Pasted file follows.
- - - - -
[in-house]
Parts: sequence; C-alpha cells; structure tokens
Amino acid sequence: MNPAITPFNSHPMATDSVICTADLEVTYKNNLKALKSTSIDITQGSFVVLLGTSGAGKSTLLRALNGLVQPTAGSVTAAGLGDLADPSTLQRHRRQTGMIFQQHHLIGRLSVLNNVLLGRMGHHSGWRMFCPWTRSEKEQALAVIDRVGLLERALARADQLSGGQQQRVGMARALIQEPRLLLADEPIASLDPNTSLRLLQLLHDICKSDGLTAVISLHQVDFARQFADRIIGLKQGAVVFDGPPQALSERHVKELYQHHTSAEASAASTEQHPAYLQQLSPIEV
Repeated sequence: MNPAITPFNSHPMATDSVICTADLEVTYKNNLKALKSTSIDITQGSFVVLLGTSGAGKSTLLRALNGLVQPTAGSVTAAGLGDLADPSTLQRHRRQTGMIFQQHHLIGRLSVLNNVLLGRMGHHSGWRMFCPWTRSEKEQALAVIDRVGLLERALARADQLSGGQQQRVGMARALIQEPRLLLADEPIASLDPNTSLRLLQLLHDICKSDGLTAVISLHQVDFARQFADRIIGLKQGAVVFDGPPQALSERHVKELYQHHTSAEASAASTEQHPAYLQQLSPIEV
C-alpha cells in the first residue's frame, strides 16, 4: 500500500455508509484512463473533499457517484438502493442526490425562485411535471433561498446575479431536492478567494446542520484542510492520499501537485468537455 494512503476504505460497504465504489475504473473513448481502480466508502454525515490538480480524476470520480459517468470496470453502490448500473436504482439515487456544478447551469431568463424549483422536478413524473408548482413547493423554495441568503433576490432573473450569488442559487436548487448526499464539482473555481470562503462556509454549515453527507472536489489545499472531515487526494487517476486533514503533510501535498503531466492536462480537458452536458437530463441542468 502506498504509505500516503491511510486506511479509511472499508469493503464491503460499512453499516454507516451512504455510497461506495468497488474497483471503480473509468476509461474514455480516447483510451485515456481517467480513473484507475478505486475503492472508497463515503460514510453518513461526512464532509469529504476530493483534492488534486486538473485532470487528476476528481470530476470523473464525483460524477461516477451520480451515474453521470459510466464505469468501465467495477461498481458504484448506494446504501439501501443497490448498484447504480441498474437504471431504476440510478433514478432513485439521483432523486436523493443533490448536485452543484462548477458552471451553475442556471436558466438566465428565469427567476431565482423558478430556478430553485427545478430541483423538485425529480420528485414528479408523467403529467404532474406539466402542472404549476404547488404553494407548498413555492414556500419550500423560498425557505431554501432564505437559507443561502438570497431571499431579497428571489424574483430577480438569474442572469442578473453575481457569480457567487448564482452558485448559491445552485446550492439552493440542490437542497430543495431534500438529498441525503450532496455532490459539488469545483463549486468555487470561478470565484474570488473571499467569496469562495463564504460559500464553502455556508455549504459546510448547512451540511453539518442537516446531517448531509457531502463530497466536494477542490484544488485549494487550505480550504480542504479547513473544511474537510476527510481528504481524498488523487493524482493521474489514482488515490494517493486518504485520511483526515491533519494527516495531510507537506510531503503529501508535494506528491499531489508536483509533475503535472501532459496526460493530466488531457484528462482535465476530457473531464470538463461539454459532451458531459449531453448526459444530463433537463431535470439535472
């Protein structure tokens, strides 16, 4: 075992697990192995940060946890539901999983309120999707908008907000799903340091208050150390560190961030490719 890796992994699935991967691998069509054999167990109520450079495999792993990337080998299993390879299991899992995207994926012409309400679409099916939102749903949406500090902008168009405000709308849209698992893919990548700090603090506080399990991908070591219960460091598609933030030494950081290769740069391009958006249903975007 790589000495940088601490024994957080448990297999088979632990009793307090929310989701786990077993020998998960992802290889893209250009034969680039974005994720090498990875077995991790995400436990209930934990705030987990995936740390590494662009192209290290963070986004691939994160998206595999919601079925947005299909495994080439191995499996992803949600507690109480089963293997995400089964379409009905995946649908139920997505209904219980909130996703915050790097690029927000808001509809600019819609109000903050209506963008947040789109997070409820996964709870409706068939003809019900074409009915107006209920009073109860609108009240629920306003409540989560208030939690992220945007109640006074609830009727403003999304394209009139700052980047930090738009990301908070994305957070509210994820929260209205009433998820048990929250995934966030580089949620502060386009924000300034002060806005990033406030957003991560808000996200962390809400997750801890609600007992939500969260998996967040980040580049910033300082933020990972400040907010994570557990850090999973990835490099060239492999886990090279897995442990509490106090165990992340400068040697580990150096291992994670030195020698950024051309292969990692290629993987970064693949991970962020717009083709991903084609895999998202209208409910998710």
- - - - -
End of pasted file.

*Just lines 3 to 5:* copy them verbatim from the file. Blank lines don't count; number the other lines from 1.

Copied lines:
Amino acid sequence: MNPAITPFNSHPMATDSVICTADLEVTYKNNLKALKSTSIDITQGSFVVLLGTSGAGKSTLLRALNGLVQPTAGSVTAAGLGDLADPSTLQRHRRQTGMIFQQHHLIGRLSVLNNVLLGRMGHHSGWRMFCPWTRSEKEQALAVIDRVGLLERALARADQLSGGQQQRVGMARALIQEPRLLLADEPIASLDPNTSLRLLQLLHDICKSDGLTAVISLHQVDFARQFADRIIGLKQGAVVFDGPPQALSERHVKELYQHHTSAEASAASTEQHPAYLQQLSPIEV
Repeated sequence: MNPAITPFNSHPMATDSVICTADLEVTYKNNLKALKSTSIDITQGSFVVLLGTSGAGKSTLLRALNGLVQPTAGSVTAAGLGDLADPSTLQRHRRQTGMIFQQHHLIGRLSVLNNVLLGRMGHHSGWRMFCPWTRSEKEQALAVIDRVGLLERALARADQLSGGQQQRVGMARALIQEPRLLLADEPIASLDPNTSLRLLQLLHDICKSDGLTAVISLHQVDFARQFADRIIGLKQGAVVFDGPPQALSERHVKELYQHHTSAEASAASTEQHPAYLQQLSPIEV
C-alpha cells in the first residue's frame, strides 16, 4: 500500500455508509484512463473533499457517484438502493442526490425562485411535471433561498446575479431536492478567494446542520484542510492520499501537485468537455 494512503476504505460497504465504489475504473473513448481502480466508502454525515490538480480524476470520480459517468470496470453502490448500473436504482439515487456544478447551469431568463424549483422536478413524473408548482413547493423554495441568503433576490432573473450569488442559487436548487448526499464539482473555481470562503462556509454549515453527507472536489489545499472531515487526494487517476486533514503533510501535498503531466492536462480537458452536458437530463441542468 502506498504509505500516503491511510486506511479509511472499508469493503464491503460499512453499516454507516451512504455510497461506495468497488474497483471503480473509468476509461474514455480516447483510451485515456481517467480513473484507475478505486475503492472508497463515503460514510453518513461526512464532509469529504476530493483534492488534486486538473485532470487528476476528481470530476470523473464525483460524477461516477451520480451515474453521470459510466464505469468501465467495477461498481458504484448506494446504501439501501443497490448498484447504480441498474437504471431504476440510478433514478432513485439521483432523486436523493443533490448536485452543484462548477458552471451553475442556471436558466438566465428565469427567476431565482423558478430556478430553485427545478430541483423538485425529480420528485414528479408523467403529467404532474406539466402542472404549476404547488404553494407548498413555492414556500419550500423560498425557505431554501432564505437559507443561502438570497431571499431579497428571489424574483430577480438569474442572469442578473453575481457569480457567487448564482452558485448559491445552485446550492439552493440542490437542497430543495431534500438529498441525503450532496455532490459539488469545483463549486468555487470561478470565484474570488473571499467569496469562495463564504460559500464553502455556508455549504459546510448547512451540511453539518442537516446531517448531509457531502463530497466536494477542490484544488485549494487550505480550504480542504479547513473544511474537510476527510481528504481524498488523487493524482493521474489514482488515490494517493486518504485520511483526515491533519494527516495531510507537506510531503503529501508535494506528491499531489508536483509533475503535472501532459496526460493530466488531457484528462482535465476530457473531464470538463461539454459532451458531459449531453448526459444530463433537463431535470439535472